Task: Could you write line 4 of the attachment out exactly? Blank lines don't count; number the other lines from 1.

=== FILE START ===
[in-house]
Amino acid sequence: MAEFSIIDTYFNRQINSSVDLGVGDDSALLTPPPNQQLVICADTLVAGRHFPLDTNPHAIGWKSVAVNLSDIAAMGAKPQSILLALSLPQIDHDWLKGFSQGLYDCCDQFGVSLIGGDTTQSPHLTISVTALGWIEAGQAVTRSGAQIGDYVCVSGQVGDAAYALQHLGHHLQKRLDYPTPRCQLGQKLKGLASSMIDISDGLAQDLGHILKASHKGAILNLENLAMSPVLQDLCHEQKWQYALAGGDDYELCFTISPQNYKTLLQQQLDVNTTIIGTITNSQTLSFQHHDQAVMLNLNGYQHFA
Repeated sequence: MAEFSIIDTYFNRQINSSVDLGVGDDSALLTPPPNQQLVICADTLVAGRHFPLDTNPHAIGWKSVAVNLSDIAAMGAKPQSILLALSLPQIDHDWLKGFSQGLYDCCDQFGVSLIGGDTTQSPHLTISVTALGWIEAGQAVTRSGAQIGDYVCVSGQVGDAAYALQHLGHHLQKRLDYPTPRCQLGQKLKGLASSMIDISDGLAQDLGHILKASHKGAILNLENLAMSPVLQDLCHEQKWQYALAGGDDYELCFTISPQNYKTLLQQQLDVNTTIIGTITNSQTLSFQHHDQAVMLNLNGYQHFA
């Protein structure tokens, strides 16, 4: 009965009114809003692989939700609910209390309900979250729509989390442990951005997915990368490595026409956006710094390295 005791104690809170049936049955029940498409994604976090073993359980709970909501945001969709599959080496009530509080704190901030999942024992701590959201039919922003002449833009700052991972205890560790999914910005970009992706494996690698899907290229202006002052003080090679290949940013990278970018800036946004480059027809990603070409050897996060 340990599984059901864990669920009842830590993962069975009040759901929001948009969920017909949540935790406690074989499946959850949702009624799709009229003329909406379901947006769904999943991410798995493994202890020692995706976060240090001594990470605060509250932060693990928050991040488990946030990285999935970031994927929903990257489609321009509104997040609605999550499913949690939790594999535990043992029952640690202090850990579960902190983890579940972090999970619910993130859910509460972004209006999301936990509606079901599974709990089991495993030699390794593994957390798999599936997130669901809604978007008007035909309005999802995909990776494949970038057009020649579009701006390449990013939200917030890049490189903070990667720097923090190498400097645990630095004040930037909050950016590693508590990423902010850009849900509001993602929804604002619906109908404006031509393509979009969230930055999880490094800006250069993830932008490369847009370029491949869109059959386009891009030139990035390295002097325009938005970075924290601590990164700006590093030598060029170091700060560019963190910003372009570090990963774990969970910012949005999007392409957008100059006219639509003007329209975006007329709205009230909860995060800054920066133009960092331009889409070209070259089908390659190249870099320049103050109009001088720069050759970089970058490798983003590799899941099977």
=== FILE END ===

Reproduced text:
């Protein structure tokens, strides 16, 4: 009965009114809003692989939700609910209390309900979250729509989390442990951005997915990368490595026409956006710094390295 005791104690809170049936049955029940498409994604976090073993359980709970909501945001969709599959080496009530509080704190901030999942024992701590959201039919922003002449833009700052991972205890560790999914910005970009992706494996690698899907290229202006002052003080090679290949940013990278970018800036946004480059027809990603070409050897996060 340990599984059901864990669920009842830590993962069975009040759901929001948009969920017909949540935790406690074989499946959850949702009624799709009229003329909406379901947006769904999943991410798995493994202890020692995706976060240090001594990470605060509250932060693990928050991040488990946030990285999935970031994927929903990257489609321009509104997040609605999550499913949690939790594999535990043992029952640690202090850990579960902190983890579940972090999970619910993130859910509460972004209006999301936990509606079901599974709990089991495993030699390794593994957390798999599936997130669901809604978007008007035909309005999802995909990776494949970038057009020649579009701006390449990013939200917030890049490189903070990667720097923090190498400097645990630095004040930037909050950016590693508590990423902010850009849900509001993602929804604002619906109908404006031509393509979009969230930055999880490094800006250069993830932008490369847009370029491949869109059959386009891009030139990035390295002097325009938005970075924290601590990164700006590093030598060029170091700060560019963190910003372009570090990963774990969970910012949005999007392409957008100059006219639509003007329209975006007329709205009230909860995060800054920066133009960092331009889409070209070259089908390659190249870099320049103050109009001088720069050759970089970058490798983003590799899941099977």